One part of the video that stood out was when they revealed that most of the game’s music was recorded live, and a lengthy segment showed the musicians earnestly playing the game’s soundtrack in a studio (skip to 26.10). It was a great reminder of just how much craft and effort goes into making games these days. Long gone is the time when a lone programmer would wrangle bleeps and boops from a recalcitrant 8-bit chip – nowadays just as much effort goes into making music for triple A games as for blockbuster movies, and Nintendo has some of the best tunes around. Super Mario Galaxy 2 had probably the best music I can remember hearing in a game – I often found myself reluctant to press ‘start’ on the title screen because I was enjoying listening to the theme tune too much.

Away from Nintendo, Bastion was a recent highlight in terms of game music, with a beatifully mellow acoustic guitar soundtrack that blended perfectly with the title’s idle wandering and bittersweet nostalgia. In fact, Ms. D liked the music so much that she actually bought the soundtrack.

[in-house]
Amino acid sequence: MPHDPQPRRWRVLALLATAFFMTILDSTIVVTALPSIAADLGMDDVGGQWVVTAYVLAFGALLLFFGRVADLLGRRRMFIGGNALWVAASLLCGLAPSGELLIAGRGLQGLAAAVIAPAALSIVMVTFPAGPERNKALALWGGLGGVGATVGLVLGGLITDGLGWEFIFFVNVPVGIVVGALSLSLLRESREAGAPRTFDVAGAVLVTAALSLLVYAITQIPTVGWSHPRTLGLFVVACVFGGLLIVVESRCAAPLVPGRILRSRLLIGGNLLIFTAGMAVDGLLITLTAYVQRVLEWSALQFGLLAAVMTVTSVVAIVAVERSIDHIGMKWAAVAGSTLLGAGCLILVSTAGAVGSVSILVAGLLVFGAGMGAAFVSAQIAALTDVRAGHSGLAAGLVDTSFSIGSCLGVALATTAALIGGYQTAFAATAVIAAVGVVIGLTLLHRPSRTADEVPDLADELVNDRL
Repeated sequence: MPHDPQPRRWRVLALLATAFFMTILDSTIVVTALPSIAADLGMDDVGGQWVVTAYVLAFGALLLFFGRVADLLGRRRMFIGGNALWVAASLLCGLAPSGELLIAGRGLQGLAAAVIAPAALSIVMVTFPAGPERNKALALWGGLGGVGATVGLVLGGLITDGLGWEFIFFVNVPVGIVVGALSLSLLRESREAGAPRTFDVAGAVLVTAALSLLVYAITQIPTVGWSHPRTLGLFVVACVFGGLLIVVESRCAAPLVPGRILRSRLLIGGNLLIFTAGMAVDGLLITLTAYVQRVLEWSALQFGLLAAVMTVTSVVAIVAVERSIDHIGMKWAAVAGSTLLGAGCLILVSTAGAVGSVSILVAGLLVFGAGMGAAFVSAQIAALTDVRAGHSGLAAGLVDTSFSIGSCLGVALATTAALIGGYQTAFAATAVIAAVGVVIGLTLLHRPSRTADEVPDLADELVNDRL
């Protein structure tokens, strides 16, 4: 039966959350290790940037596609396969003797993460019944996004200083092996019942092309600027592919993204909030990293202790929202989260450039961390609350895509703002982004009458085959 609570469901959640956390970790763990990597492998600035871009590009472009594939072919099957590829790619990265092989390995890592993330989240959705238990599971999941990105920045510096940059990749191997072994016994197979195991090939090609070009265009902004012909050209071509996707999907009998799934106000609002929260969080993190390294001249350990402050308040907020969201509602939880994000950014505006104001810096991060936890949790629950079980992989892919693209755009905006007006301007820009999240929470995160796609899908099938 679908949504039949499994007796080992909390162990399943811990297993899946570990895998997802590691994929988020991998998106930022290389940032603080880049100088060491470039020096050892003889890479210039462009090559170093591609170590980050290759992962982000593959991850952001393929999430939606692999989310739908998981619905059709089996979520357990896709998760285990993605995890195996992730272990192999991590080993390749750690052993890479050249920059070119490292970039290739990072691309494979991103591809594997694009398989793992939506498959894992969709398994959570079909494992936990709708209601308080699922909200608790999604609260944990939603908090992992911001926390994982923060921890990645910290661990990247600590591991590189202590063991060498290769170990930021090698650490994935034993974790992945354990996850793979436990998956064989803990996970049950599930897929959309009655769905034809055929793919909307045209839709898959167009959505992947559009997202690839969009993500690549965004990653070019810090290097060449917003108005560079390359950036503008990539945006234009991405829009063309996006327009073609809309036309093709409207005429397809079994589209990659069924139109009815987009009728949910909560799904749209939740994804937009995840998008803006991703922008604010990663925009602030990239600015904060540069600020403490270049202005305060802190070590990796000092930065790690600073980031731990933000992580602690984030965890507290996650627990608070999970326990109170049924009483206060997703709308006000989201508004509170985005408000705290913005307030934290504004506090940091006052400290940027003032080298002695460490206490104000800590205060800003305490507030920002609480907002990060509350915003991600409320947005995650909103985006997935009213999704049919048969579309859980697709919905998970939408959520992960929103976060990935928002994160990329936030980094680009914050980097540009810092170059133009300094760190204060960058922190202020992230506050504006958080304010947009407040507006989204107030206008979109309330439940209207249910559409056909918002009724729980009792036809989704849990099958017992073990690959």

Which leads me to wonder: have you, dear reader, ever loved a game’s music enough to buy its soundtrack? And what are your aural highlights from the gaming world? I’d love to hear your thoughts in the comments below.

Toodle-pip for now!

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From The Armchair: China Rising

ArmchairWhat-ho, chums.

Of all the gaming news that I’ve browsed through this week, the one piece of information that made me sit forward in my armchair with a quizzically raised eyebrow was this: China has revealed its censorship rules for console games. I would encourage you to take a look at the long and sometimes baffling list of restrictions that China feels is necessary in order to ‘protect’ its citizens from harm. The ban on anything that ‘promotes cults or superstitions’ caught my eye in particular – does this include Harry Potter? What about vampires? Ghosts? All very confusing.